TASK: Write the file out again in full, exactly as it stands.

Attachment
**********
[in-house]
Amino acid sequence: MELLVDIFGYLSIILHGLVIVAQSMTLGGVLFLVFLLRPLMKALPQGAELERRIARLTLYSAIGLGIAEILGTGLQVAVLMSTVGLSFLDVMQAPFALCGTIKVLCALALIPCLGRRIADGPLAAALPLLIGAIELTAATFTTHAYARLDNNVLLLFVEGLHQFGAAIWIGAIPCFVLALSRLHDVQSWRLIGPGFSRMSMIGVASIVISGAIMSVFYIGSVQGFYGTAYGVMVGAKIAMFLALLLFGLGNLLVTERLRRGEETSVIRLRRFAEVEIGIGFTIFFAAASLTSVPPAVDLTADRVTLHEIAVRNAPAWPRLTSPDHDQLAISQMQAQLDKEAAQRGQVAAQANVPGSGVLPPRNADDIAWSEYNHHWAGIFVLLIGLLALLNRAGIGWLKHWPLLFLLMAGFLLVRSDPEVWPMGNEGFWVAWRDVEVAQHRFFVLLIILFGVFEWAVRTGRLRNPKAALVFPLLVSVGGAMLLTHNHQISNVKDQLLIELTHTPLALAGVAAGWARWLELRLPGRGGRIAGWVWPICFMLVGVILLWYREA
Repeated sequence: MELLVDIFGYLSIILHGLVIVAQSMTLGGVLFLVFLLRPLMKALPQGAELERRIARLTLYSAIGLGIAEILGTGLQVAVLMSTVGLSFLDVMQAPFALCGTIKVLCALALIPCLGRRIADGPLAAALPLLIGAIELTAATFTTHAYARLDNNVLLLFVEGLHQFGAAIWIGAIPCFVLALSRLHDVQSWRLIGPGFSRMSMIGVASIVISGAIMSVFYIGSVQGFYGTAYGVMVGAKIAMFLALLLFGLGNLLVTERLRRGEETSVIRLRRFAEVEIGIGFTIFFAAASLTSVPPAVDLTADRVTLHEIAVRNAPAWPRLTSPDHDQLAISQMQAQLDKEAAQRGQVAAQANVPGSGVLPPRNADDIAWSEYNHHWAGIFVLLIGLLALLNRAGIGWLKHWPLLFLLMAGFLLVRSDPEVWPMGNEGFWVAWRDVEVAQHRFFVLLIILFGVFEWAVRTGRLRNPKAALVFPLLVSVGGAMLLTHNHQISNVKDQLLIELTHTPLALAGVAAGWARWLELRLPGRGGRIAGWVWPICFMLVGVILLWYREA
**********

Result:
[in-house]
Amino acid sequence: MELLVDIFGYLSIILHGLVIVAQSMTLGGVLFLVFLLRPLMKALPQGAELERRIARLTLYSAIGLGIAEILGTGLQVAVLMSTVGLSFLDVMQAPFALCGTIKVLCALALIPCLGRRIADGPLAAALPLLIGAIELTAATFTTHAYARLDNNVLLLFVEGLHQFGAAIWIGAIPCFVLALSRLHDVQSWRLIGPGFSRMSMIGVASIVISGAIMSVFYIGSVQGFYGTAYGVMVGAKIAMFLALLLFGLGNLLVTERLRRGEETSVIRLRRFAEVEIGIGFTIFFAAASLTSVPPAVDLTADRVTLHEIAVRNAPAWPRLTSPDHDQLAISQMQAQLDKEAAQRGQVAAQANVPGSGVLPPRNADDIAWSEYNHHWAGIFVLLIGLLALLNRAGIGWLKHWPLLFLLMAGFLLVRSDPEVWPMGNEGFWVAWRDVEVAQHRFFVLLIILFGVFEWAVRTGRLRNPKAALVFPLLVSVGGAMLLTHNHQISNVKDQLLIELTHTPLALAGVAAGWARWLELRLPGRGGRIAGWVWPICFMLVGVILLWYREA
Repeated sequence: MELLVDIFGYLSIILHGLVIVAQSMTLGGVLFLVFLLRPLMKALPQGAELERRIARLTLYSAIGLGIAEILGTGLQVAVLMSTVGLSFLDVMQAPFALCGTIKVLCALALIPCLGRRIADGPLAAALPLLIGAIELTAATFTTHAYARLDNNVLLLFVEGLHQFGAAIWIGAIPCFVLALSRLHDVQSWRLIGPGFSRMSMIGVASIVISGAIMSVFYIGSVQGFYGTAYGVMVGAKIAMFLALLLFGLGNLLVTERLRRGEETSVIRLRRFAEVEIGIGFTIFFAAASLTSVPPAVDLTADRVTLHEIAVRNAPAWPRLTSPDHDQLAISQMQAQLDKEAAQRGQVAAQANVPGSGVLPPRNADDIAWSEYNHHWAGIFVLLIGLLALLNRAGIGWLKHWPLLFLLMAGFLLVRSDPEVWPMGNEGFWVAWRDVEVAQHRFFVLLIILFGVFEWAVRTGRLRNPKAALVFPLLVSVGGAMLLTHNHQISNVKDQLLIELTHTPLALAGVAAGWARWLELRLPGRGGRIAGWVWPICFMLVGVILLWYREA